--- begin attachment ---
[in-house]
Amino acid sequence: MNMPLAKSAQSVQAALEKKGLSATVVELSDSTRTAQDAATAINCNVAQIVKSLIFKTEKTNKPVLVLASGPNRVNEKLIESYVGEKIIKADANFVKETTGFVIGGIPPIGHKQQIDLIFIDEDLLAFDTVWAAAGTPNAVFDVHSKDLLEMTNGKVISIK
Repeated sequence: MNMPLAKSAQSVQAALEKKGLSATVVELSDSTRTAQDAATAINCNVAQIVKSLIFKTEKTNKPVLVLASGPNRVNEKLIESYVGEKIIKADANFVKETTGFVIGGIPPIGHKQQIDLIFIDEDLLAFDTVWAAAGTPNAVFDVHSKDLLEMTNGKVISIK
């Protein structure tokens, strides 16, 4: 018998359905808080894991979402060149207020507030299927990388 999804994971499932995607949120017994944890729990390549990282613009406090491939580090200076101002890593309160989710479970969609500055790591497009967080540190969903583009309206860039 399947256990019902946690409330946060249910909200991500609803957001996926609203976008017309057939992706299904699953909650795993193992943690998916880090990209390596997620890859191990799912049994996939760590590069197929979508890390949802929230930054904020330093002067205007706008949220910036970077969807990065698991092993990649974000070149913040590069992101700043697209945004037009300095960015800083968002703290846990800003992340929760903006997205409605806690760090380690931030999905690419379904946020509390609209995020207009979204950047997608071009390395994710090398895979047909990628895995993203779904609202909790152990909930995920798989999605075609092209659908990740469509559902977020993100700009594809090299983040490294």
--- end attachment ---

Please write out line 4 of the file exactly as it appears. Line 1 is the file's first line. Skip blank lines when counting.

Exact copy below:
């Protein structure tokens, strides 16, 4: 018998359905808080894991979402060149207020507030299927990388 999804994971499932995607949120017994944890729990390549990282613009406090491939580090200076101002890593309160989710479970969609500055790591497009967080540190969903583009309206860039 399947256990019902946690409330946060249910909200991500609803957001996926609203976008017309057939992706299904699953909650795993193992943690998916880090990209390596997620890859191990799912049994996939760590590069197929979508890390949802929230930054904020330093002067205007706008949220910036970077969807990065698991092993990649974000070149913040590069992101700043697209945004037009300095960015800083968002703290846990800003992340929760903006997205409605806690760090380690931030999905690419379904946020509390609209995020207009979204950047997608071009390395994710090398895979047909990628895995993203779904609202909790152990909930995920798989999605075609092209659908990740469509559902977020993100700009594809090299983040490294």